These water droplets are not falling; they’re actually stuck in place. What we’re seeing is the effects of an acoustic levitator. The device was initially developed by NASA to simulate microgravity. Now it’s being used by the pharmaceutical industry do develop better drugs.
The two parts of the apparatus seen in the image above are both speakers. They put out a sound at about 22 kHz, which is beyond the human range of hearing. When precisely aligned they interfere with each other and create a standing wave. The droplets are trapped in the nodes of that wave.
So are these guys just playing around with the fancy lab equipment? Nope. The levitation is being used to evaporate water from a drug without the substance touching the sides of a container. This prevents the formation of crystals in the solution. But we like it for the novelty and would love to see someone put one of these together in their home workshop.
Don’t miss the mystical demo in the clip after the break.
Continue reading “Acoustic levitation of water droplets”
Here’s a fiery project which [Patrick] calls his Pyro Jam Can. It’s the simplest Rubens’ Tube build that we can think of. For the uninformed, a Rubens’ tube uses flammable gas to reveal wave forms passing through the supply vessel. In the past we’ve seen projects with multiple columns, which very clearly show a standing wave. But this version lacks the resolution for that, so the wave is seen as a modulated flame height.
You can see the propane feed tube coming into the can from the right. This keeps the gas flowing steadily, but a diaphram on the bottom of the can made of a latex balloon allows for modulations in flame height by pushing the gas through the aperture a bit faster than it is flowing. A speaker in the base bounces sound waves off of the diaphragm for the effect seen in the video clip after the break.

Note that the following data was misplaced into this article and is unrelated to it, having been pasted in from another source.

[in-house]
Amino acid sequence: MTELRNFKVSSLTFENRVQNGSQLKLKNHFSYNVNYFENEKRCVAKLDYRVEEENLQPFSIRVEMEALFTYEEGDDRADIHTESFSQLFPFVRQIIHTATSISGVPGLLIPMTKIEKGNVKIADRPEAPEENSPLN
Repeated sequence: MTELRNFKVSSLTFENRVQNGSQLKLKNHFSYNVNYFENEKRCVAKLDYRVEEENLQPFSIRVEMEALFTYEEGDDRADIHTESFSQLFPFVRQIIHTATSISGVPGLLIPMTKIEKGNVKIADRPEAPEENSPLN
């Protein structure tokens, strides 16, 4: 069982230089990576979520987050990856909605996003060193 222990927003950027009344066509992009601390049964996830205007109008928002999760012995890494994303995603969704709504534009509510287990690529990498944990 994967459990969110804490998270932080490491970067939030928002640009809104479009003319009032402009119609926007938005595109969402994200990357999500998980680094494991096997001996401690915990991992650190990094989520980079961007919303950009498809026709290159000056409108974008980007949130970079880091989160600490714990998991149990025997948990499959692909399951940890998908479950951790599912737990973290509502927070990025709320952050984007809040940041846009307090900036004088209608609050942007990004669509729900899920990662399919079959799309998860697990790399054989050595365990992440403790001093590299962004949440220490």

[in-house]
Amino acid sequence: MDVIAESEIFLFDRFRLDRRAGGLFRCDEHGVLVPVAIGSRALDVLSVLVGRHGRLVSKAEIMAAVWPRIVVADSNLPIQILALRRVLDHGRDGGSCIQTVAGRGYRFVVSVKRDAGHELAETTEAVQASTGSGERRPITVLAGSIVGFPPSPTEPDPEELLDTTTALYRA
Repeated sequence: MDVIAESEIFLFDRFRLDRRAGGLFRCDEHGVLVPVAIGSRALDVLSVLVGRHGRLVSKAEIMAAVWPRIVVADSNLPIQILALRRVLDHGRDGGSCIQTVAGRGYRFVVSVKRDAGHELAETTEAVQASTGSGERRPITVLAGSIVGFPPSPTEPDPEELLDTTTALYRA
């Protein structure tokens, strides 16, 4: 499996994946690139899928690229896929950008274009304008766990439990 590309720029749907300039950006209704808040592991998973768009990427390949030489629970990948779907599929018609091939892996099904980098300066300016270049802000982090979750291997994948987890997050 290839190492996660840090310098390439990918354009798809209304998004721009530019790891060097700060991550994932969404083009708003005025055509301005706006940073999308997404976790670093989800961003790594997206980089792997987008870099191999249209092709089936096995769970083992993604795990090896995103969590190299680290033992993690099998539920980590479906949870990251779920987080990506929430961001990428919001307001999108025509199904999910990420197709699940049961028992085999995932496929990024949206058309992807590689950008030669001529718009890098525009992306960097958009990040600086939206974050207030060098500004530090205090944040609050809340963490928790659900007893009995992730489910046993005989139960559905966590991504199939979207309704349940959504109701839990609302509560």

We wonder if the can will ever heat up enough to melt the balloon on the other end?
Continue reading “Single-column Rubens’ tube”
With the fresh competition of Bing, we are reminded that search engines haven’t changed much since Google came along. Bing has made some nice advancements, like video previews, but still has a way to go to be truly different than Google. [Long]put together this prototype of a real time search system based off of Bings API. He was inspired by Google Wave which we hope to see soon. Wave is primarily for communication, redefining how email and messaging would work. We can’t help but think that Google probably has some cool stuff in the secret vaults for searching too. [Long]‘s project seems like a decent start, but like the goodtimes.searchengine, we think it needs some work. What happened to the cool video previews? More importantly, why can’t we turn off the parental filter?